Is This the End of the GOP as We Know It?

Historians in the News
tags: election 2016, Trump

Rick Perlstein has established himself as the pre-eminent historian of modern conservatism. Starting in 2001, with Before the Storm: Barry Goldwater and the Unmaking of the American Consensus, and continuing on through Nixonland (2008) and The Invisible Bridge: The Fall of Nixon and the Rise of Reagan (2014), Perlstein has shown how the Republican Party became more and more aligned with a powerful conservative movement, moving both the party itself—and the country—to the right.

With the Iowa caucuses less than a week away, however, there are signs of a crisis in conservatism. Donald Trump leads in the polls in every early state, the Republican establishment is panicking over the rise of both Trump and Ted Cruz, and the ability of that same establishment to control the nominating process seems tenuous at best. Perlstein and I spoke over the phone about Trump’s fascist tendencies, the history of extremism in America politics, and whether the Republican Party can ever be put back together again. The conversation has been lightly edited and condensed.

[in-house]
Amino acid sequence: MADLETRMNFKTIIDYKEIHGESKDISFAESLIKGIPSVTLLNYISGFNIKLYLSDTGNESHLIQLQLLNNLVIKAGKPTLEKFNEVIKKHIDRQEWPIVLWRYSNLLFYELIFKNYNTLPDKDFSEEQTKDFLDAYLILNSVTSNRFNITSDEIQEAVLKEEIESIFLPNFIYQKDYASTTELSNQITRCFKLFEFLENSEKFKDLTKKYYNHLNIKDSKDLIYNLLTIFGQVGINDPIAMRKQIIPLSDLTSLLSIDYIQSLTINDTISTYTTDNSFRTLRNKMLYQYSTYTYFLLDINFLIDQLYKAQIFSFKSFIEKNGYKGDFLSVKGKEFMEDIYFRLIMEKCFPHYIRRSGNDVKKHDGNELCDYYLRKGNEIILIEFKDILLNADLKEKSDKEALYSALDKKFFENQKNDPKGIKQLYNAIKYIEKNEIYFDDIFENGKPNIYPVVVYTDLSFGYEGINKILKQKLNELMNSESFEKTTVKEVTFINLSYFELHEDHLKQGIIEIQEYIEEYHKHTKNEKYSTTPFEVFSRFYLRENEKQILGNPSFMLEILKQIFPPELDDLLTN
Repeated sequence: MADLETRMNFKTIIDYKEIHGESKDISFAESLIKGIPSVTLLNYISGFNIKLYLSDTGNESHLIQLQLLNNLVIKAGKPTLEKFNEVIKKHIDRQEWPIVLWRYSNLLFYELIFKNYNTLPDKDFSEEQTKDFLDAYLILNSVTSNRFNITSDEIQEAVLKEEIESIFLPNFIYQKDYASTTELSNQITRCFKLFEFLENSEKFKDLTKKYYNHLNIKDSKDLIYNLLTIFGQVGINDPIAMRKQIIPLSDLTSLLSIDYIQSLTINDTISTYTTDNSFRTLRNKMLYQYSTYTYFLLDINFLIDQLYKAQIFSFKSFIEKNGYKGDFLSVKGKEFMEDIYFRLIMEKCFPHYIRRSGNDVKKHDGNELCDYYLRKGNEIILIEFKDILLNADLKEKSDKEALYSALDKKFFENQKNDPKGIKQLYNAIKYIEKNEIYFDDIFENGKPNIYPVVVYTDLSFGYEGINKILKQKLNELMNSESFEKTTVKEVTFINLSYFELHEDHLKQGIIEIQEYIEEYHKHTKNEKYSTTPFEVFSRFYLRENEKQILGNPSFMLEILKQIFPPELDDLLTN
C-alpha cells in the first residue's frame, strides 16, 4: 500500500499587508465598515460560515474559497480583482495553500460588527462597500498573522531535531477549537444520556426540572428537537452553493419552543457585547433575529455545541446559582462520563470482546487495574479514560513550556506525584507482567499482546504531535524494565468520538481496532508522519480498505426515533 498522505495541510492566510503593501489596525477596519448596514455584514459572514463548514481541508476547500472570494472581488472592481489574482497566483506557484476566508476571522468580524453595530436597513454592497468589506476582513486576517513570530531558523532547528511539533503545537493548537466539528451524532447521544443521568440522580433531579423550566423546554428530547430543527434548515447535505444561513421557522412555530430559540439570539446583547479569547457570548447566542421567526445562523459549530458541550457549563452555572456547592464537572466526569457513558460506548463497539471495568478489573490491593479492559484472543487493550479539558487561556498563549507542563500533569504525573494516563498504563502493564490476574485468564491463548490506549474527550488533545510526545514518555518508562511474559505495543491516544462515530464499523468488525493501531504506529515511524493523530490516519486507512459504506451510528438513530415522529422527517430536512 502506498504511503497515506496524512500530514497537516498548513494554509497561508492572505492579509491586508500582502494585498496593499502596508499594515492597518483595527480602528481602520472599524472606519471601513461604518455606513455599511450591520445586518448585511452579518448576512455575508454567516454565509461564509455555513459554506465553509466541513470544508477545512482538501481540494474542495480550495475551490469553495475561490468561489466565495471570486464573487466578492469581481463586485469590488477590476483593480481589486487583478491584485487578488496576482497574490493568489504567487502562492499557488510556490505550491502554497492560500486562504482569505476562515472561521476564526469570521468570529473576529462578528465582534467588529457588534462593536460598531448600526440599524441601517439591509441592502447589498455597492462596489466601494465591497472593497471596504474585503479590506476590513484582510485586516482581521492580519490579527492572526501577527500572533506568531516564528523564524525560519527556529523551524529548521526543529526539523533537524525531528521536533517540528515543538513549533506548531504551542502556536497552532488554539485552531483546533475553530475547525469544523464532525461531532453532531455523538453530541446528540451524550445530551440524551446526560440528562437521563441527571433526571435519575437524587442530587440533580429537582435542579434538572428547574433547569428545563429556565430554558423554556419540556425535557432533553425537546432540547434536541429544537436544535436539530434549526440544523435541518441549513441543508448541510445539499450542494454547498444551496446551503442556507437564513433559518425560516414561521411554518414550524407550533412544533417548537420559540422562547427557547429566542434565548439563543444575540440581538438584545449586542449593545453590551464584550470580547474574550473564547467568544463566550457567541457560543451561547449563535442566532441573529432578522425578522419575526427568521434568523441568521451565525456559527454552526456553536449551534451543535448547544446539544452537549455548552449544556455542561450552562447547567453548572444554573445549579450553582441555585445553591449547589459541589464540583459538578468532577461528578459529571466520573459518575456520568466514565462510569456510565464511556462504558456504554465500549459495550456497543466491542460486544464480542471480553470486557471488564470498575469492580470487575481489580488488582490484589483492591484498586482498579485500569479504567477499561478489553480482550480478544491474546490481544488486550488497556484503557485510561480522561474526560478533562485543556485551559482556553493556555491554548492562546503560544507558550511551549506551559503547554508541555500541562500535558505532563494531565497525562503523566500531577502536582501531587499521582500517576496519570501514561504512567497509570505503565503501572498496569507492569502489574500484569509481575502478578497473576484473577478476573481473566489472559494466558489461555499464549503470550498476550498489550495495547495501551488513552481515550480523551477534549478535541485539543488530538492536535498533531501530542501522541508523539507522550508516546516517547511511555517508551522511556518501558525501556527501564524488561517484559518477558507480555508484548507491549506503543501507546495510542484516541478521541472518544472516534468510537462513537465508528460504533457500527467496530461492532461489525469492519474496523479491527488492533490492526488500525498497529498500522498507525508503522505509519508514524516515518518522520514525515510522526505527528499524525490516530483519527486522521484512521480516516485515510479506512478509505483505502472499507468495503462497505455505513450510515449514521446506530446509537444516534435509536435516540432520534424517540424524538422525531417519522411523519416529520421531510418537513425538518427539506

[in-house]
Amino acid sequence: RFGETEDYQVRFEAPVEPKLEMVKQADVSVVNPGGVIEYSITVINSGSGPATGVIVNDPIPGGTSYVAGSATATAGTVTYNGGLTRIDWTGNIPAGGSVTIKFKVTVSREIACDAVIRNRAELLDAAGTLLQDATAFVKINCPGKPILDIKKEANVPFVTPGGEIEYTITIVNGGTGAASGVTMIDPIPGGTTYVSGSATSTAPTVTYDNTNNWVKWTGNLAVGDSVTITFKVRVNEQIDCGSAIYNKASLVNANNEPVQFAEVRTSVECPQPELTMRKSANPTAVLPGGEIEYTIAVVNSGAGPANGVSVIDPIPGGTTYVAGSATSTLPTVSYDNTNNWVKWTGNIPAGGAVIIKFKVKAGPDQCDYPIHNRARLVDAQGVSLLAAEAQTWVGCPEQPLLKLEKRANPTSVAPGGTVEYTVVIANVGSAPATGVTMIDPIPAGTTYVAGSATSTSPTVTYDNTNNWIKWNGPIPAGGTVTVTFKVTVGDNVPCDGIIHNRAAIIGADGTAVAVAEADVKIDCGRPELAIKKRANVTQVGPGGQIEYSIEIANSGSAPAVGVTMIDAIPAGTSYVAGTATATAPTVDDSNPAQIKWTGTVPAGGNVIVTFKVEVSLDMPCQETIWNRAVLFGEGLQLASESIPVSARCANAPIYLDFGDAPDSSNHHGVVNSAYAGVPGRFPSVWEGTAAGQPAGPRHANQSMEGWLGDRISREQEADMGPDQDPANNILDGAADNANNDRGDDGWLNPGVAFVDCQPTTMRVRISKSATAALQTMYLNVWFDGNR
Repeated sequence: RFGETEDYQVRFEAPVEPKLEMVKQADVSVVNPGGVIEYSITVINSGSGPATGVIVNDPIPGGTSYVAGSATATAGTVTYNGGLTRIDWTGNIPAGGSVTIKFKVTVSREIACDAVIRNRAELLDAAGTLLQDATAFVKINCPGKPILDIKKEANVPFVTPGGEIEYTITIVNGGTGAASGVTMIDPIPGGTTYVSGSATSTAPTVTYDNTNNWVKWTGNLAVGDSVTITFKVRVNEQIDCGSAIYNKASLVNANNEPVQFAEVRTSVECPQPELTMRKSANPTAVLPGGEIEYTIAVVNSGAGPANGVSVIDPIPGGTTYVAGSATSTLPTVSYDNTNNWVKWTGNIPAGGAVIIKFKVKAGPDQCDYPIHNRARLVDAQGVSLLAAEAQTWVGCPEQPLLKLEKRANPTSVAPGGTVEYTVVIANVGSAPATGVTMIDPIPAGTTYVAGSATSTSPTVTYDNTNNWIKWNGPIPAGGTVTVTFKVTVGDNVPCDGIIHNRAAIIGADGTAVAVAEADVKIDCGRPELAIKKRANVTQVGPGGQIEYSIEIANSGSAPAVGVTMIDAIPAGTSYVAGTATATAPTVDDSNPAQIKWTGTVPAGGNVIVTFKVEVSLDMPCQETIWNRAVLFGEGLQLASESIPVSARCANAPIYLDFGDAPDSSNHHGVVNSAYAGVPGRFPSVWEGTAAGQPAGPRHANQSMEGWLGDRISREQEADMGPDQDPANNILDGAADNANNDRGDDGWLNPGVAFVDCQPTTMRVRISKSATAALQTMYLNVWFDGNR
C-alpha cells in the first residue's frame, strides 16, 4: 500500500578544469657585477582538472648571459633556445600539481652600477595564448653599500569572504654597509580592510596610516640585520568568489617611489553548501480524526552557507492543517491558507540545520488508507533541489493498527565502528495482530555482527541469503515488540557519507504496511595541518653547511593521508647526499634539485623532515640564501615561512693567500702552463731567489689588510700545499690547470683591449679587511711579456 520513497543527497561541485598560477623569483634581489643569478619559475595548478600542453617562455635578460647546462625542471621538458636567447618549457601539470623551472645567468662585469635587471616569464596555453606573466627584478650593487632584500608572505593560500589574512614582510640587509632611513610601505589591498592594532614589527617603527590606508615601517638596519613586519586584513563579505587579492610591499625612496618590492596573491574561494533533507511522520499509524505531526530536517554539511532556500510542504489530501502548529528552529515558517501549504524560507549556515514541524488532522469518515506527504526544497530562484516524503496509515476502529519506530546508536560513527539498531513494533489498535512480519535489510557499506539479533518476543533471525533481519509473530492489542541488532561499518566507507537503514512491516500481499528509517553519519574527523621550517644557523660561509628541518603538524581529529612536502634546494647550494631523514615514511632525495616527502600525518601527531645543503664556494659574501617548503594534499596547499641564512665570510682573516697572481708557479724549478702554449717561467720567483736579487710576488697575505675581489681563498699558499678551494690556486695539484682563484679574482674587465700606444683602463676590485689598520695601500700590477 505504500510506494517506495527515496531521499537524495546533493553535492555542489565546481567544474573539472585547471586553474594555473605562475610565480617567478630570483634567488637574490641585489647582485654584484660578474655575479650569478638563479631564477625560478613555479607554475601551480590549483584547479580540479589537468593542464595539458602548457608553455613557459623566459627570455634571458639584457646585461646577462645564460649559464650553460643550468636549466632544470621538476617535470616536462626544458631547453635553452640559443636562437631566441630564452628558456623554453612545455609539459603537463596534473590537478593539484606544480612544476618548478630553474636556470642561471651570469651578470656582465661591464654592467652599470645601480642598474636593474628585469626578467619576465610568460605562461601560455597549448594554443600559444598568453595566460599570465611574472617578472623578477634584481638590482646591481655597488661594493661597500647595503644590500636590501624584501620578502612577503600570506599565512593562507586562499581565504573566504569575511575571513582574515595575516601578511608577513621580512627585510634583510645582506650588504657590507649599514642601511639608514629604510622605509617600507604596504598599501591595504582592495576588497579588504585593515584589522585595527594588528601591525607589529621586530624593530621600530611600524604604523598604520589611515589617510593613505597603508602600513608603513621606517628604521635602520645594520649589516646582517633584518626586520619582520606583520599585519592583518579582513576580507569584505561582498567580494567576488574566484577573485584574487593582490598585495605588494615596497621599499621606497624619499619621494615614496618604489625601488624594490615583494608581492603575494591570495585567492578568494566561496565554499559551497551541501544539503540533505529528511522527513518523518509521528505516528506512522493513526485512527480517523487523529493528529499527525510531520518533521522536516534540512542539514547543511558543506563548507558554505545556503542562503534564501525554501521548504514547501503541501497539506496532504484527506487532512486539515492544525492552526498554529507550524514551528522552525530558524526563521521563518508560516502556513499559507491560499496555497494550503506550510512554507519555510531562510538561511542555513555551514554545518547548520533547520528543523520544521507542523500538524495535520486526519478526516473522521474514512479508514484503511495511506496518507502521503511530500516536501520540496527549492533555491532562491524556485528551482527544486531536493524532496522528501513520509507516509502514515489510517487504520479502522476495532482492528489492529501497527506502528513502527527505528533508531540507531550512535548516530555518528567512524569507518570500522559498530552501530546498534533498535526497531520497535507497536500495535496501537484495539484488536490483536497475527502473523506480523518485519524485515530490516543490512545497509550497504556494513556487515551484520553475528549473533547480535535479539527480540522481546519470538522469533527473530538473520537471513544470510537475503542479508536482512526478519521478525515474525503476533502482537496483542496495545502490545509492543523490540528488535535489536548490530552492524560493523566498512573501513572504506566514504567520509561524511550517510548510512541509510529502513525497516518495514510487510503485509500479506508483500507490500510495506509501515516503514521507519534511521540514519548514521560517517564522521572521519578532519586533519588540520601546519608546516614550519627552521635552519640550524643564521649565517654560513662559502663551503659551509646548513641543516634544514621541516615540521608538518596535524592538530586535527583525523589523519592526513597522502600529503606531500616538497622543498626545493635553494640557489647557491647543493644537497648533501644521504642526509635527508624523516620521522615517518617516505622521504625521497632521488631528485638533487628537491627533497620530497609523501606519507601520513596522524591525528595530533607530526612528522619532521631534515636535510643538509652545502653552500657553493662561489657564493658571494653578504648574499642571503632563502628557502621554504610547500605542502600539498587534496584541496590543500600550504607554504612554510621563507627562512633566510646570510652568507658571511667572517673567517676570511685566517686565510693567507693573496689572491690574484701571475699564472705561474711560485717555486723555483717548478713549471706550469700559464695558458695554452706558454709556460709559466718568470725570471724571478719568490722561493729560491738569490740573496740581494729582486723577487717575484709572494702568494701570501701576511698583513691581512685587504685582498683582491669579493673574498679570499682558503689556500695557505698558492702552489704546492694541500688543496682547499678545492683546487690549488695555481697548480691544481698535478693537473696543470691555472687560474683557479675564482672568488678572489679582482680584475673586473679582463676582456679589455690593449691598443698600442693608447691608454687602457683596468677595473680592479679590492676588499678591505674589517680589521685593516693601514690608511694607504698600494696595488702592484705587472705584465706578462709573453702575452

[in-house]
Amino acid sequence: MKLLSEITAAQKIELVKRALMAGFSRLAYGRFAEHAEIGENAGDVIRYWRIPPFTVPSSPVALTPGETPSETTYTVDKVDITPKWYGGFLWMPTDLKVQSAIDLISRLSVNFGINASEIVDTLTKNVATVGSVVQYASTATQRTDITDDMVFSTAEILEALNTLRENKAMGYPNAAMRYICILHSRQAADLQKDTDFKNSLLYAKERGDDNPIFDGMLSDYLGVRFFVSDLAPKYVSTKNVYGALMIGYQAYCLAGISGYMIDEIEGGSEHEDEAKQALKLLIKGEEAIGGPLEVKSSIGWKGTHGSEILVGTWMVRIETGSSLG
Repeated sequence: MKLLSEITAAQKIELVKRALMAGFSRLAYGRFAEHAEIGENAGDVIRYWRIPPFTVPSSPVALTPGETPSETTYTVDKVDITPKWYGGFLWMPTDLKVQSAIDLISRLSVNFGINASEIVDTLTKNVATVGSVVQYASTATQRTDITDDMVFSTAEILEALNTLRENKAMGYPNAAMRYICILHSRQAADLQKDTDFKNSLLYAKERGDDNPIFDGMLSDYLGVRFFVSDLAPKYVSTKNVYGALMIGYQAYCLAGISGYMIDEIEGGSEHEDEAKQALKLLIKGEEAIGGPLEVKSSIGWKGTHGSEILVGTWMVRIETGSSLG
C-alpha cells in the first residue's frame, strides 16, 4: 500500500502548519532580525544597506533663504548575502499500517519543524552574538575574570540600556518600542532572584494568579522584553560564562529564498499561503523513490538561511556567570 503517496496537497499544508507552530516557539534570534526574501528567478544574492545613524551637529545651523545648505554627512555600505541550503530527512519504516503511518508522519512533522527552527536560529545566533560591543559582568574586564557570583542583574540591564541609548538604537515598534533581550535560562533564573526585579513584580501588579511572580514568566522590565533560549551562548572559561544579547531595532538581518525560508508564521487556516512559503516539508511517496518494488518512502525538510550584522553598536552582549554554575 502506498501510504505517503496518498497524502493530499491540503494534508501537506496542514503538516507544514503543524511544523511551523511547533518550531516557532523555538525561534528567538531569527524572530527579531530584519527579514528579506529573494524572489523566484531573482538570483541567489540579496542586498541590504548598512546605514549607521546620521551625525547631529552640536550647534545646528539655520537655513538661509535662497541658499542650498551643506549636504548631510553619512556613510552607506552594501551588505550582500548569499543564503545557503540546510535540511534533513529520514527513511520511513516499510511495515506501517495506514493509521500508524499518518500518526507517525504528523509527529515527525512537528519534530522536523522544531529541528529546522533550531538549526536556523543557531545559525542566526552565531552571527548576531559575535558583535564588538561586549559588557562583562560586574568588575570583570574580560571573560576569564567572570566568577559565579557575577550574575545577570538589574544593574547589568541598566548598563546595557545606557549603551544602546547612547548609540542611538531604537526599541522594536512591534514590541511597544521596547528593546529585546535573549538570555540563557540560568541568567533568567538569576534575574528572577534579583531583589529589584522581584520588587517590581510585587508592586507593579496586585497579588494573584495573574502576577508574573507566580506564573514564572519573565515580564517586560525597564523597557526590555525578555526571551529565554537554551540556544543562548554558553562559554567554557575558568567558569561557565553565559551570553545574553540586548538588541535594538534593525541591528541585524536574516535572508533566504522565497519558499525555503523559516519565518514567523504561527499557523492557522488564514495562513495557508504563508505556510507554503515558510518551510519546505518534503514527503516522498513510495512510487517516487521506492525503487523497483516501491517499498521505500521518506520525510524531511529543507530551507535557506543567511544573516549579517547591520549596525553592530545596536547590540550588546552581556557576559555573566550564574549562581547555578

Are you surprised that things seem to be turning up Trump?

I had a very interesting experience this summer. I remember exactly when it was. It was when I was reading an article by [Evan] Osnos in the New Yorker about Trump. He happened to be covering the white nationalist movement, basically neo-Nazis. Coincidentally, it was right when Donald Trump burst onto the scene, and he wrote about how these guys were embracing Trump, as they never had embraced any Republican candidate before. The feeling I got was that this was the first time in a very long time that I’ve read anything about the Republican Party that I couldn’t assimilate into my normal categories. That was a very uncanny and uncomfortable feeling for me. I realized that I had to go back to the drawing board and rethink what was going on. This is something that’s very new, very strange, and very hard to assimilate into what we thought we knew about how the Republican Party worked. ...

Read entire article at Slate

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